Neil deGrasse Tyson looks kind of defensive. Or possibly confused. Or is he dismissive?

In a newly-minted internet meme, a four-second animated GIF captures the famous astrophysicist tossing up his hands and rolling his eyes. A still version of the gesture -- pursed lips, exposed palms and all -- has also been widely circulated as a black-and-white drawing. This depiction is sometimes accompanied by the words, Watch out guys, we're dealing with a badass over here, and is posted in online forums to mock anyone who gets too cocky.

It all began in June of last year, when a video of Tyson discussing Isaac Newton was uploaded onto YouTube. A minute and a half into the video (below), Tyson mentions that Newton invented his own kind of calculus before turning 26. And then he makes the gesture -- a nonverbally sarcastic 'no big deal' of sorts -- that is now exploding all over Reddit and other social networking sites.

There's another reason Tyson is all over the place these days: he's been making the media rounds to promote his latest book: Space Chronicles: Facing the Ultimate Frontier. In it, he outlines the reasons why we ought to pursue space exploration.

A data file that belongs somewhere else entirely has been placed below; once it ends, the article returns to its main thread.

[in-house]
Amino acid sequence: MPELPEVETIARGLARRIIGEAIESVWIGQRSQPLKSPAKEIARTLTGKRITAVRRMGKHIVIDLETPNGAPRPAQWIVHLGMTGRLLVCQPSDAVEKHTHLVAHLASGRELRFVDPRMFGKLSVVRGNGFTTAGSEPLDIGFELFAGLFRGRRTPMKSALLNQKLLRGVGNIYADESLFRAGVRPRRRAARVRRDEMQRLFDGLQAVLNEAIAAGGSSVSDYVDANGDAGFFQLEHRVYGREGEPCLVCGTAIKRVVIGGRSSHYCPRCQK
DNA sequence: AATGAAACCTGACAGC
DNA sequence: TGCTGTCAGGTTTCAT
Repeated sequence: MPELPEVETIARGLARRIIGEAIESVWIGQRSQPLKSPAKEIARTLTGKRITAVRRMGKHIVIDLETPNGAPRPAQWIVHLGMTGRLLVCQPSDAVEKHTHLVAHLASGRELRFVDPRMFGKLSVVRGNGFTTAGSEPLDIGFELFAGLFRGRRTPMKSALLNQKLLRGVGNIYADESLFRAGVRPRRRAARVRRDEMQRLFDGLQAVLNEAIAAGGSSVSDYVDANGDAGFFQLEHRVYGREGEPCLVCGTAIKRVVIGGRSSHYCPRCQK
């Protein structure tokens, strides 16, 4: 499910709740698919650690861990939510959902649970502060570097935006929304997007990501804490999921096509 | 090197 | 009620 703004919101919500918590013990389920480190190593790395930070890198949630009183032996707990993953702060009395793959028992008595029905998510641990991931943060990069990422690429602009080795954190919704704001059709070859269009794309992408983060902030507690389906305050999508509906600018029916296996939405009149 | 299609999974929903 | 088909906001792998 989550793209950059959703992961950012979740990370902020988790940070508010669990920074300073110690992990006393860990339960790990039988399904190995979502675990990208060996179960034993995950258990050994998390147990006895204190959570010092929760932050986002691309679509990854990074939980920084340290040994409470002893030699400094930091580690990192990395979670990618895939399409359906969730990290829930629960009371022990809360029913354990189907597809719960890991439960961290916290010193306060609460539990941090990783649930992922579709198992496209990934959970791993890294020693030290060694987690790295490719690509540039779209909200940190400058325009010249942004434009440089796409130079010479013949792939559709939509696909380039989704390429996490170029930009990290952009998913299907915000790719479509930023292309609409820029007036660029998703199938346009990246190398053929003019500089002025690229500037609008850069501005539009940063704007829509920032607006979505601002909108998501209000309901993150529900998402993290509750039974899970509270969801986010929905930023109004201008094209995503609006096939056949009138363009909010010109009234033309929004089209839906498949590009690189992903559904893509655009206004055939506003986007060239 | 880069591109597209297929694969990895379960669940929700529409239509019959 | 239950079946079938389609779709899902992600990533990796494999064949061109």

In an interview with NPR on Monday, he explained his idea. Venus has a runaway greenhouse effect; I kind of want to know what happened there. Mars once had running water; it's bone dry today. Something bad happened there as well. Asteroids have us in [their] sights. Dinosaurs didn't have a space program, and they're not here to talk about this problem. We are, and we have the power to do something.

That kind of accessible, impassioned speech is what has made Tyson so popular -- even before the big meme. He's a frequent guest on television news outlets like CBS, MSNBC and PBS. He is a scientist, author, lecturer, and the director of the famous Hayden Planetarium at the American Museum of Natural History. He's an expert on everything from exploding stars to dwarf galaxies to fine wines, and he was the guy behind the movement to downgrade Pluto from a planet to a dwarf planet.

Tyson was born in New York City and studied physics at both Harvard and Columbia University. Today, he lives in Manhattan with his wife and two children. His immediate goal is to promote his book so that readers recognize the importance of scientific literacy.

Space exploration is hard. It takes great investments, he said in an interview with the Huffington Post. My goal here is to get people to recognize that when nations dream big, its citizenry dreams big. And the dreaming big part is what makes tomorrow come.